The editorial categories are research topics that have guided researchers during the recovery phase and continue to be the impetus behind the Documents Project’s digital archive and the Critical Documents book series. Developed by the project’s Editorial Board, each of the teams analyzed this framework and adapted it to their local contexts in developing their research objectives and work plans during the Recovery Phase. Learn more on the Editorial Framework page.
In “Painted Miracles,” Mexican writer Anita Brenner examines the Mexican tradition of offering milagro paintings, or ex-votos, to the saints or to God as thanks for a miracle. Brenner explains that although the offering of milagro paintings was introduced to Mexico by the Spaniards, the Mexican versions vary significantly from their originators. She reports that in Mexico, the miraculous is not exceptional, but part of the everyday. Indigenous Mexican cultures encompassed a tradition of the appreciation of marvels, and the inducement of supernatural experiences through the use of pulque and other intoxicants. Milagro paintings were embraced by Mexicans to give thanks for everyday miracles that would not have been officially recognized by the church. These paintings were offered by both rich and poor, and were often commissioned from professional milagro painters. Brenner describes various examples of these commonplace miracles, such as the case of a thief who collected funds for a mass so that every person whom he attacked would afterwards see him accompanied by a pack of guardian angels. In another case, a painted Virgin is found to have left her painting every night to support the floodgate of a nearby lake. Brenner also explains the conventions of milagro paintings, which are often painted on pieces of tin in a visual language that includes repeated tropes and themes. These paintings are intended to illustrate the miraculous event, and to convince the viewer of its veracity. Brenner contends that milagros are a truly Mexican phenomenon, representing the tendency of the Mexican people to understand the commonplace as miraculous, and the miraculous as commonplace.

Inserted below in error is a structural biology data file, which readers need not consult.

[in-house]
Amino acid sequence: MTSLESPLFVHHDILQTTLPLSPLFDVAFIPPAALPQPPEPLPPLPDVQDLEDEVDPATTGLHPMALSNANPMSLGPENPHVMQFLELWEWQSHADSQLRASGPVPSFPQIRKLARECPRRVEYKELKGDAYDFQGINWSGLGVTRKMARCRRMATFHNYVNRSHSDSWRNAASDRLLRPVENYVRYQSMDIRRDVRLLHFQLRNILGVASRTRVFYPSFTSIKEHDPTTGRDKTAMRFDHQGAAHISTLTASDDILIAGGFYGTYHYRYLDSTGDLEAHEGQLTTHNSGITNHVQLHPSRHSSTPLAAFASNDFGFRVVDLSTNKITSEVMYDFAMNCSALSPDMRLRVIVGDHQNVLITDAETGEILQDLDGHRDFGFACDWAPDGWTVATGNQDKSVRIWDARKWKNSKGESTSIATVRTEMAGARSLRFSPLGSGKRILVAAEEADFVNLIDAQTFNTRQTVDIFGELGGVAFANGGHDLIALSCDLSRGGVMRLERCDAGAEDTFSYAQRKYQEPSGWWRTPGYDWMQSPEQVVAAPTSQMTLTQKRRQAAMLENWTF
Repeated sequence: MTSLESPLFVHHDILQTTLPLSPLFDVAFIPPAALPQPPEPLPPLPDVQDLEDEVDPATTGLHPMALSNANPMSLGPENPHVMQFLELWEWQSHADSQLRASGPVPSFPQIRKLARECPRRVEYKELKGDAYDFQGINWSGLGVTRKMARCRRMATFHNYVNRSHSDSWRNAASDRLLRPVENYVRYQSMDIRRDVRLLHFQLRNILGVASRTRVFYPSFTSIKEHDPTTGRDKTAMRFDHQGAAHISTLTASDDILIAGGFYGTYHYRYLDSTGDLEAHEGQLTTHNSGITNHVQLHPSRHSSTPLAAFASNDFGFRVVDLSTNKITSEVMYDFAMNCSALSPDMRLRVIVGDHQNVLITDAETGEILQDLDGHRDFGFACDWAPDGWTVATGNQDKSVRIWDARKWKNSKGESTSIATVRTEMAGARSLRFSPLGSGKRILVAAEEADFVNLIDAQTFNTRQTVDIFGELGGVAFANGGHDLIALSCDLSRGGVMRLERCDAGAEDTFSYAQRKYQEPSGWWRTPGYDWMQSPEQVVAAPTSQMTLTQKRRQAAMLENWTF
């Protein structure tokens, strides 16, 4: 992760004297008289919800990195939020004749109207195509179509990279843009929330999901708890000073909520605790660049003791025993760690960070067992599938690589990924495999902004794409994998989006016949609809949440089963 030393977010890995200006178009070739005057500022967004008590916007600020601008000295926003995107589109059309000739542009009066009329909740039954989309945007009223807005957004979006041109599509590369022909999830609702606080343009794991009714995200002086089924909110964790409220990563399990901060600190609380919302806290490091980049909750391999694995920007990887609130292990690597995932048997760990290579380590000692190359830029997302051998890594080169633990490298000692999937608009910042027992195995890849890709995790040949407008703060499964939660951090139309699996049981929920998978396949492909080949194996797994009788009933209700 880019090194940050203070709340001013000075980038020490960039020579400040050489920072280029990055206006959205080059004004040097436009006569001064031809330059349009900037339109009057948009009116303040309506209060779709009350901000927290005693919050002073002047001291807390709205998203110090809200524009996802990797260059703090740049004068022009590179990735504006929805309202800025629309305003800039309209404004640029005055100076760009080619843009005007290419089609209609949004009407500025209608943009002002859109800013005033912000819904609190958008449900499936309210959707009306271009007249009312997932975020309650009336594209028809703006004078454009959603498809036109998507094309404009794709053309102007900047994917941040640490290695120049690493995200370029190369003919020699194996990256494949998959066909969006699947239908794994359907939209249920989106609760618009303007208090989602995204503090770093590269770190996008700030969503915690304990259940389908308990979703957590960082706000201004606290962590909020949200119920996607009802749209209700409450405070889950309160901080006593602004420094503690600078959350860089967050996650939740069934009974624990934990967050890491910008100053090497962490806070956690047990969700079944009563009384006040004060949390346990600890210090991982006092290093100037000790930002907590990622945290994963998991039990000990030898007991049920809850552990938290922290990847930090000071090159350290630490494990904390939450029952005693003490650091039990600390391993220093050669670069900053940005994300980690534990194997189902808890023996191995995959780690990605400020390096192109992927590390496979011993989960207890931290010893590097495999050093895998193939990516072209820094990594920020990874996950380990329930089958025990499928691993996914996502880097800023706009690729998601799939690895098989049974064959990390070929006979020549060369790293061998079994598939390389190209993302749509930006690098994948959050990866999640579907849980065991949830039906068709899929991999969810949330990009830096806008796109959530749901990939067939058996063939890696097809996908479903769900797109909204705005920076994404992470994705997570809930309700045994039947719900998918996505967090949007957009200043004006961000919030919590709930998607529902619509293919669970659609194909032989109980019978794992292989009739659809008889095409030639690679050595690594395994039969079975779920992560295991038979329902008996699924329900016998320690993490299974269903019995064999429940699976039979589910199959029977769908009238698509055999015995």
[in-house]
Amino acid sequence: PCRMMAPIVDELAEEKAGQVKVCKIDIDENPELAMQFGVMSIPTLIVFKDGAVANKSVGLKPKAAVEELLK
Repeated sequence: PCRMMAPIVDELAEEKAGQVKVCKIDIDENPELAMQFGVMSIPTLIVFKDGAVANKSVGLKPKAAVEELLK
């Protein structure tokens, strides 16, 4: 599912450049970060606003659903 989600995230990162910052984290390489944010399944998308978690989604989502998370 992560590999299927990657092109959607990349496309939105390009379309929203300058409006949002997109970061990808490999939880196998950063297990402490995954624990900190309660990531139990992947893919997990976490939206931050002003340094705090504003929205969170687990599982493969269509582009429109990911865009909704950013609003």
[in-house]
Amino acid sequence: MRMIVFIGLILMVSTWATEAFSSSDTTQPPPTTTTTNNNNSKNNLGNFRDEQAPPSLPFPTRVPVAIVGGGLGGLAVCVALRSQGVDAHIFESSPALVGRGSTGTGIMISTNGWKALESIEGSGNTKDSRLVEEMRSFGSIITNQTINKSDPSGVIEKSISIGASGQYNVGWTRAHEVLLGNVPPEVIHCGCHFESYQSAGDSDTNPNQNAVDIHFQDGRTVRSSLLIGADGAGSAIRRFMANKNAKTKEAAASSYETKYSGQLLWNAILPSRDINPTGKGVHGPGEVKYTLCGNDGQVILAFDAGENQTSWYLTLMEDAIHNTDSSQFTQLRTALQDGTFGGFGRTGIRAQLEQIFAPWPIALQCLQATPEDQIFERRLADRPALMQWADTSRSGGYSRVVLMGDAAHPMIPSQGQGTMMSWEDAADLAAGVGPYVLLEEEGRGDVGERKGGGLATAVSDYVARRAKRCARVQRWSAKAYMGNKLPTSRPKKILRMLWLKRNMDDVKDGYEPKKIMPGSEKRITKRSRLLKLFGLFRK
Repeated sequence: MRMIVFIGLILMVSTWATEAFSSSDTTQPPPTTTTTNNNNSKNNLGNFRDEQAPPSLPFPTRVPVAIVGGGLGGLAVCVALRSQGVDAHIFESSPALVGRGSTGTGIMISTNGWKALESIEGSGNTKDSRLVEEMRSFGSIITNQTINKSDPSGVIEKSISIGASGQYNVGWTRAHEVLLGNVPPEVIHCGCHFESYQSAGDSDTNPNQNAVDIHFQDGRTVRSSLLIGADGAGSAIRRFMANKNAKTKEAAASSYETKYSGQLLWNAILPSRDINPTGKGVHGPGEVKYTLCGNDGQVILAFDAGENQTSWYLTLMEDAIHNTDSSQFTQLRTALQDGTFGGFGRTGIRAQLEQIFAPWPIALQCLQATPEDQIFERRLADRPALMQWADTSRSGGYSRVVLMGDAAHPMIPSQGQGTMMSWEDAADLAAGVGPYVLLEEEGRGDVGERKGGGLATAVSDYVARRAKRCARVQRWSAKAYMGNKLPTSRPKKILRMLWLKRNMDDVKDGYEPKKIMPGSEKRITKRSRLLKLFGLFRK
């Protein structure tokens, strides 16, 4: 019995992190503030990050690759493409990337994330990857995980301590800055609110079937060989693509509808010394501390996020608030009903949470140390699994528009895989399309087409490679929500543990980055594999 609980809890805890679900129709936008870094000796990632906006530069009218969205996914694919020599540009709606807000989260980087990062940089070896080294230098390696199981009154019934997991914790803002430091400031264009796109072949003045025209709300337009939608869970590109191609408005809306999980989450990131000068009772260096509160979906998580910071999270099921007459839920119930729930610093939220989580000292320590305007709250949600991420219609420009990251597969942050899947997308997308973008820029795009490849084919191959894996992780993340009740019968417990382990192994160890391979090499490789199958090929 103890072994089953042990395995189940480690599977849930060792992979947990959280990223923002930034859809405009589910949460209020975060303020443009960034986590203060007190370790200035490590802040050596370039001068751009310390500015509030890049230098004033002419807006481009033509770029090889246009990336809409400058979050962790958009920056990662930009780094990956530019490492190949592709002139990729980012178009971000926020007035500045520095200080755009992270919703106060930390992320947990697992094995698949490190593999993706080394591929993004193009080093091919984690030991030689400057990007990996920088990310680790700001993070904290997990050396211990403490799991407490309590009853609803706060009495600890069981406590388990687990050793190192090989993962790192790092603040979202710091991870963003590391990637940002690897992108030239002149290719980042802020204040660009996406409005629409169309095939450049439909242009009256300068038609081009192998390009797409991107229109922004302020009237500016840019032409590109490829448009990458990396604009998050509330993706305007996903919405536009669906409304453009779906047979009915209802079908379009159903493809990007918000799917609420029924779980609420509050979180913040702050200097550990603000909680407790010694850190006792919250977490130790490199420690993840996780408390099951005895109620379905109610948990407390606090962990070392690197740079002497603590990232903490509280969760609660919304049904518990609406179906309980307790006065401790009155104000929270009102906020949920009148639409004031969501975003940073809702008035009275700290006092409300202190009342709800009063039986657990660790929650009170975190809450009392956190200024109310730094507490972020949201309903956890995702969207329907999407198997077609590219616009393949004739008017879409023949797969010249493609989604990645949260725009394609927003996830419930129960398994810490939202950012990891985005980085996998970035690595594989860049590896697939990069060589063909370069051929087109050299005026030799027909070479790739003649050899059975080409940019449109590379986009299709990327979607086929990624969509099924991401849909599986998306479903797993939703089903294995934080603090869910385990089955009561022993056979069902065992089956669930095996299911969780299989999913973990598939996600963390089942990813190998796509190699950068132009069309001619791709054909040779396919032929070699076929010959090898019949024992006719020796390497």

Anita Brenner (1905–1974) was born in Aguascalientes, Mexico, to a father who was a Latvian immigrant. In 1916, Brenner and her family moved to San Antonio, Texas, during the Mexican revolution. After attending Columbia University in 1927, she went on to become an author of books on Mexican history and art, and books for children. She remained in New York for seventeen years until she returned to Mexico in 1944. Her most influential works were the anthropological and art historical study Idols Behind Altars, and The Wind that Swept Mexico, an English-language account of the Mexican Revolution that expressed Brenner’s sympathy for the Mexican revolutionary cause. Brenner also wrote a column of art criticism for the Brooklyn Daily Eagle called “A Mind of One’s Own.” In 1930, Brenner received a Guggenheim Fellowship for “Fine Arts Research,” and during this period she also wrote about the Mexican muralists, Diego Rivera and José Clemente Orozco, popularizing their work in the United States. She established the publication Mexico/This Month in 1955. “Painted Miracles” is a chapter in Brenner’s Idols Behind Altars, a historical study of Mexican art that analyzes Mexican artistic production from the Pre-Columbian period to the Mexican muralism movement. “Painted Miracles” examines the adaptation of a European artistic tradition to the culture and norms of Mexico.